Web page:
The adiabatic compression model works well for the compression stroke, up to the point where combustion begins. At that point, both temperature and pressure rise by some other, undefined rule. Following shortly after TDC, there is an adiabatic expansion phase (the power stroke) until the valves open and the cylinder pressure drops very rapidly at that point.

    The value of gamma depends on what you are compressing. Your 1.4 value is about right for air, but I have seen values as low as 1.35 used. It is hard to predict because what you have is a mixture, not a pure gas (at least that is true in most cases), so the gas properties depend on the mixture and are hard to predict by chemistry.

    The reason for the adiabatic model is that heat transfer is a relatively slow process, and in a single crank cycle, there simply is not time for significant heat transfer to take place.

    PS: your pressure value looks OK, assuming you start with a cylinder pressure at 14.7 psia at the beginning of the stroke.
     
    Last edited: Mar 31, 2009
  11. Apr 1, 2009 #10
    Thanks Dr. D.

    I am only interested in the pressure and temp just prior to ignition @ TDC(top dead center).
    Reason is, knowing these values, helps in determining if the pressure and temperature are signifigant enough to create detonating or pre-ignition. Octane of the fuel requirements as well.

    Is my temp value correct?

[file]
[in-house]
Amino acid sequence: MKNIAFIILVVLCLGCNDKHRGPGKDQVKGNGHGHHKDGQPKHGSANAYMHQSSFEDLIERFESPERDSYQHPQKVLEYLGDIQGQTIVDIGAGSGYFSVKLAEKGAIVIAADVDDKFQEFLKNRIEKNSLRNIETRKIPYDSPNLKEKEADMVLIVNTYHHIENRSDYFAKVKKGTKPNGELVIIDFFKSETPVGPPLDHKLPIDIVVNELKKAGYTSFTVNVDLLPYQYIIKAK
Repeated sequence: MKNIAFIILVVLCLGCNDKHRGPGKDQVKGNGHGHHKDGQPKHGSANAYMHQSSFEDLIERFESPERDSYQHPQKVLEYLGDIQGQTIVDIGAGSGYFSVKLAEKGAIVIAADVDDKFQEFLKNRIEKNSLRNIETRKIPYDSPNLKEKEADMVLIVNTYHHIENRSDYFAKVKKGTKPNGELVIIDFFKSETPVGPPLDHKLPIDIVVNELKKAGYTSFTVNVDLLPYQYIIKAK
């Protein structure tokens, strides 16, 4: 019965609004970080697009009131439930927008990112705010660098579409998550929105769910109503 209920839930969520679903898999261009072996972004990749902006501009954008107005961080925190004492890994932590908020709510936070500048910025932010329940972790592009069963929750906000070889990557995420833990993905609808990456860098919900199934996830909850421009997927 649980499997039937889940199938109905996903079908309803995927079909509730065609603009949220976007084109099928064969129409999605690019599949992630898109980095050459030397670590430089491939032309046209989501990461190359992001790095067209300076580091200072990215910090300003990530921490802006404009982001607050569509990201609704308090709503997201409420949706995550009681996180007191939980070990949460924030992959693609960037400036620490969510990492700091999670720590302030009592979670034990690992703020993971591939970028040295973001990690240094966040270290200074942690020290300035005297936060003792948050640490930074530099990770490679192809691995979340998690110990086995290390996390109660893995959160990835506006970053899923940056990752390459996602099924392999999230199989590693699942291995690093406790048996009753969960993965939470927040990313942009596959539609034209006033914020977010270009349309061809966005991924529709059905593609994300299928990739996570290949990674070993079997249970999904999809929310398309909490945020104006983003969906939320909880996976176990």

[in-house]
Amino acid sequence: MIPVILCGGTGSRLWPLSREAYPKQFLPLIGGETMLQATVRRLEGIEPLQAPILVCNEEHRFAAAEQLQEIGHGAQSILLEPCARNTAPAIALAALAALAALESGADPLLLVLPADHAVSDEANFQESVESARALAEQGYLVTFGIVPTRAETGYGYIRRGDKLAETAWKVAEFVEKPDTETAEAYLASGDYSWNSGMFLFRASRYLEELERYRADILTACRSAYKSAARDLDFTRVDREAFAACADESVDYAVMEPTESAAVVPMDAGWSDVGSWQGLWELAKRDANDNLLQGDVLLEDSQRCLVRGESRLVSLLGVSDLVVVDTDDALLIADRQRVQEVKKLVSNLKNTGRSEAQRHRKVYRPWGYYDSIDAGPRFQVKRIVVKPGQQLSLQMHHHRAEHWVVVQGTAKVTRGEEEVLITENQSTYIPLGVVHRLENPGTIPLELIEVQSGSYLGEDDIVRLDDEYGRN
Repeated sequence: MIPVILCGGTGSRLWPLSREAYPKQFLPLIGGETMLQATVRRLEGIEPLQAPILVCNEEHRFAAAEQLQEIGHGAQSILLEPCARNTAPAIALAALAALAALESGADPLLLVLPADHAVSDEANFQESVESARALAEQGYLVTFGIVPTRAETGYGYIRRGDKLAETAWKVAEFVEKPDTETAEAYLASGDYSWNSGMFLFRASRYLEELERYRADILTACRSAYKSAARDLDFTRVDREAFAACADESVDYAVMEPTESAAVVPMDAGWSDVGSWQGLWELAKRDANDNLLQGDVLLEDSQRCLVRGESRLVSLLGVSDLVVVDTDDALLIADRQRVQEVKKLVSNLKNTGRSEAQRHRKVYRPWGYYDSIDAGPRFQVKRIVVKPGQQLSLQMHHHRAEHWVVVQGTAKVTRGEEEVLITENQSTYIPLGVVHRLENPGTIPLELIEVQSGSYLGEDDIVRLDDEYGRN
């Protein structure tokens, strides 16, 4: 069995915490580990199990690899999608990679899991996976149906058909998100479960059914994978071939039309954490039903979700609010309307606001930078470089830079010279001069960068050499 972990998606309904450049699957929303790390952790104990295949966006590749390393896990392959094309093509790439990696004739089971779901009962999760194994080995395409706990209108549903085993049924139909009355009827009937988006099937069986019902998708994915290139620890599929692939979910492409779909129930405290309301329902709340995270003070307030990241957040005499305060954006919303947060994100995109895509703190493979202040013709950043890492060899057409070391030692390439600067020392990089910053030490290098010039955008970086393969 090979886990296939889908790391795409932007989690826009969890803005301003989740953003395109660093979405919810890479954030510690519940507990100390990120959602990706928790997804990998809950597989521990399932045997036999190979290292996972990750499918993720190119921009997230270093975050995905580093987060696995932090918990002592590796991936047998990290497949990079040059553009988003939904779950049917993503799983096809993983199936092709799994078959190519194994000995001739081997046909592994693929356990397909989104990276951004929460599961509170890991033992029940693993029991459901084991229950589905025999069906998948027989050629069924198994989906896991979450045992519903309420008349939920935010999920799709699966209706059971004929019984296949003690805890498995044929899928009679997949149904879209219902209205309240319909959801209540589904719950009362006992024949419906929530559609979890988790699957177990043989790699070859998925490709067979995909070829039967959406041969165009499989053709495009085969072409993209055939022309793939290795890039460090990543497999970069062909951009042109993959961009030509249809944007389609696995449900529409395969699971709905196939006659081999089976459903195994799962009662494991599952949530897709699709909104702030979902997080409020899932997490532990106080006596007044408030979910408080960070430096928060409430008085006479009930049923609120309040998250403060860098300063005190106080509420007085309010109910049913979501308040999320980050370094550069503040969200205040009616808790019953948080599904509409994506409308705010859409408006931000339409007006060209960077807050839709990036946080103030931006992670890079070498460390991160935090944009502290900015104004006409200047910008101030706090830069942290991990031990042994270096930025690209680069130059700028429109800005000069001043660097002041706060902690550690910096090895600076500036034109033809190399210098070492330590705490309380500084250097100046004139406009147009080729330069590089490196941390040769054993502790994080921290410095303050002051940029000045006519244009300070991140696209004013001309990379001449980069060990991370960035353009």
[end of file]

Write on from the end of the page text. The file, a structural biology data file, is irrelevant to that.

ARN
     
  12. Sep 13, 2009 #11
    disclaimer: i'm an electrical engineer, and am just self-learning the thermo stuff

    i agree on the pressure, though wikipedia has 323 psi (22:1 ratio). i've posted that i disagree and that they don't have any references. i'd love to know if we're right or wp ...

    http://en.wikipedia.org/wiki/Compression_ratio#Compression_ratio_versus_overall_pressure_ratio

    looks like you used 300 C for your calc of temp. 70oF is actually 294 C. but assuming that's what you did, i agree
     
  13. Sep 15, 2009 #12
    For the temp calcs, I had to convert to kelvin, then back to F. All temp calcs must be based off of absolute.

    ARN
     
  14. Sep 15, 2009 #13
    s/C/K/g

    sorry for the type, but the point still stands ... 70oF --> 294 K

    Tc = To * rc^.4
    (300*10^.4 - 273.15) *9/5 + 32 = 896.75 oF
    (294*10^.4 - 273.15) *9/5 + 32 = 869.62 oF

    looks like you used 300K instead of 294K. or did you do something different ?
     
  15. Sep 15, 2009 #14
    Maybe I'm just a little dyslexic, I tried re-calculating and came up with the same result as you.

    70°F with 10.0:1 compression -869°F.

    Not sure what I did wrong the first time.

    Thanks for the correction.

    ARN
     
  16. Jan 21, 2012 #15
    I thought it would be easy Using PV=nRT I get P1V1=nRT1 P2V2=nRT2 (the n and R don't change if you compress or heat it). I rearrange and get V1=nRT1/P1 also T2=P2V2/nR. I also know that V1=(1/10)V2 by combining and canceling I get T2=P2T1/P1. T1=294 P1=14.7. so T2=P2*(294/14.7)

    Long story short I ended up with a relationship between T2 and P2, but there are still too many variables.
     
  17. Jan 21, 2012 #16

    Redbelly98

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    Welcome to PF.
    You have either too many variables, or not enough equations. Try using one of these: